Take the 2-minute tour ×
Stack Overflow is a question and answer site for professional and enthusiast programmers. It's 100% free, no registration required.

I've skimmed Programming in Lua, I've looked at the Lua Reference.

However, they both tells me this function does this, but not how.

When reading SICP, I got this feeling of: "ah, here's the computational model underlying scheme"; I'm trying to get the same sense concerning Lua -- i.e. a concise description of it's vm, a "how" rather than a "what".

Does anyone know of a good document (besides the C source) describing this?

share|improve this question

7 Answers 7

up vote 13 down vote accepted

You might want to read the No-Frills Intro to Lua 5(.1) VM Instructions (pick a link, click on the Docs tab, choose English -> Go).

I don't remember exactly where I've seen it, but I remember reading that Lua's authors specifically discourage end-users from getting into too much detail on the VM; I think they want it to be as much of an implementation detail as possible.

share|improve this answer

Besides already mentioned A No-Frills Introduction to Lua 5.1 VM Instructions, you may be interested in this excellent post by Mike Pall on how to read Lua source.

Also see related Lua-Users Wiki page.

share|improve this answer

See http://www.lua.org/source/5.1/lopcodes.h.html . The list starts at OP_MOVE.

share|improve this answer

I've found The Implementation of Lua 5.1 very useful for understanding what Lua is actually doing.

It explains the hashing techniques, garbage collection and some other bits and pieces.

share|improve this answer
1  
That paper is good, but note it's for Lua 5.0 not 5.1. –  mlepage Aug 1 '12 at 2:35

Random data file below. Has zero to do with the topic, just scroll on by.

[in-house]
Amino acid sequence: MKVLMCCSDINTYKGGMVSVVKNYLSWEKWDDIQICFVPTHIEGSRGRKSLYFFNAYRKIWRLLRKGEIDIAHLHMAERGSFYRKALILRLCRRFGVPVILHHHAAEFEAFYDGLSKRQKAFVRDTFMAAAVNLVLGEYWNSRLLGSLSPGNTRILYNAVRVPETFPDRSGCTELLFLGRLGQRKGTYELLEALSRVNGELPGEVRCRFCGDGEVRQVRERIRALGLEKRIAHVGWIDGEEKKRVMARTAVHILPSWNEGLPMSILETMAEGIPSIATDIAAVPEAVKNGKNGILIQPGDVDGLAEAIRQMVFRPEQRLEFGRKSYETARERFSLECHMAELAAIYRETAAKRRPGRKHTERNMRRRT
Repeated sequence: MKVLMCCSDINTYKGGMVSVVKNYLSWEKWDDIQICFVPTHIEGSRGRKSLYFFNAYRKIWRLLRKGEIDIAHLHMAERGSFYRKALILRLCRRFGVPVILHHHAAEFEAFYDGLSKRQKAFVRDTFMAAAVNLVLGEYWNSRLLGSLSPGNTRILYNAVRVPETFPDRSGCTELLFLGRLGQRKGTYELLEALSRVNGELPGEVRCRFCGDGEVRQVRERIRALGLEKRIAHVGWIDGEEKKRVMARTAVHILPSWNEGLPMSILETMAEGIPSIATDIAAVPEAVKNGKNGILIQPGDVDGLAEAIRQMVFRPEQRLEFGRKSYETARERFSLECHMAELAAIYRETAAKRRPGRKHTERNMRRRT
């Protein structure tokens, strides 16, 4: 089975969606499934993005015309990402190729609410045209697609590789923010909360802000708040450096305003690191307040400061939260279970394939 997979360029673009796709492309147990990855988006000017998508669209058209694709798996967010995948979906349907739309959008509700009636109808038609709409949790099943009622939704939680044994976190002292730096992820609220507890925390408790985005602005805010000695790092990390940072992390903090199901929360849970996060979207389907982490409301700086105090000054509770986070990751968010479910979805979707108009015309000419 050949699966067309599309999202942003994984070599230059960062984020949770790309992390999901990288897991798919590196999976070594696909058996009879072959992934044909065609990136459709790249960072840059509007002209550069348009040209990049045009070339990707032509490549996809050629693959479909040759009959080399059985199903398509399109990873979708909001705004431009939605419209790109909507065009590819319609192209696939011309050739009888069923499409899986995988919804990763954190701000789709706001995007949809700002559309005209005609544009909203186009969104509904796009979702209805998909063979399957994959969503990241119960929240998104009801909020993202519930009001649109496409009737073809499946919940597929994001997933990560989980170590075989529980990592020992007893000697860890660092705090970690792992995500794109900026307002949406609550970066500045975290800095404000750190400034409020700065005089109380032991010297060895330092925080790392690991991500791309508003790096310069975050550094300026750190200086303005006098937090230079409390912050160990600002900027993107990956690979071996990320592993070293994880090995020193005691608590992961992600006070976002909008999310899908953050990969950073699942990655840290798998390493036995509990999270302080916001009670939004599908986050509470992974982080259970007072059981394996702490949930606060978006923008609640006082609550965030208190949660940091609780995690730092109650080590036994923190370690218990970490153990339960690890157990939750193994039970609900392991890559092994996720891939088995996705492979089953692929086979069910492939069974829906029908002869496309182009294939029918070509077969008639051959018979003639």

The computational model underlying Lua is pretty much the same as the computational model underlying Scheme, except that the central data structure is not the cons cell; it's the mutable hash table. (At least until you get into metaprogramming with metatables.) Otherwise all the familiar stuff is there: nested first-class functions with mutable local variables (let-bound variables in Scheme), and so on.

It's not clear to me that you'd get much from a study of the VM. I did some hacking on the VM a while back and it's a lot like any other register-oriented VM, although maybe a bit cleaner. Only a handful of instructions are Lua-specific.

If you're curious about the metatables, the semantics is described clearly, if somewhat verbosely, in Section 2.8 of the reference manual for Lua 5.1. If you look at the VM code in src/lvm.c you'll see almost exactly that logic implemented in C (e.g., the internal Arith function). The VM instructions are specialized for the common cases, but it's all terribly straightforward; nothing clever is involved.

For years I've been wanting a more formal specification of Lua's computational model, but my tastes run more toward formal semantics...

share|improve this answer
    
I'm really curious about everything involving metatables. If they're not documented in the VM, where are they documented? –  anon May 5 '10 at 2:25
    
I've added some notes about metatables, but there's really not much to say. –  Norman Ramsey May 5 '10 at 13:43

Another great paper is The Implmentation of Lua 5.0, which describes design and motivations of various key systems in the VM. I found that reading it was a great way to parse and understand what I was seeing in the C code.

share|improve this answer

I am surprised you refer to the C source for the VM as this is protected by lua.org and the tecgraf/puc rio in Brazil specially as the language is used for real business and commercial applications in a number of countries. The paper about The Implementation of lua contains details about the VM in the most detail it is permitted to include but the structure of the VM is proprietary. It is worth noting that versions 5.0 and 5' were commissioned by IBM in Europe for use on customer mainframes and their register-based version have a VM which accepts the IBM defined format of intermediate instructions.

share|improve this answer
7  
The Lua VM source is free software and can be used freely. Your answer makes it sound like Lua is closed source with legal issues if included in some other project. Also please provide proof that IBM commissioned the Lua VM. –  Neopallium Aug 28 '11 at 4:51

Your Answer

 
discard

By posting your answer, you agree to the privacy policy and terms of service.

Not the answer you're looking for? Browse other questions tagged or ask your own question.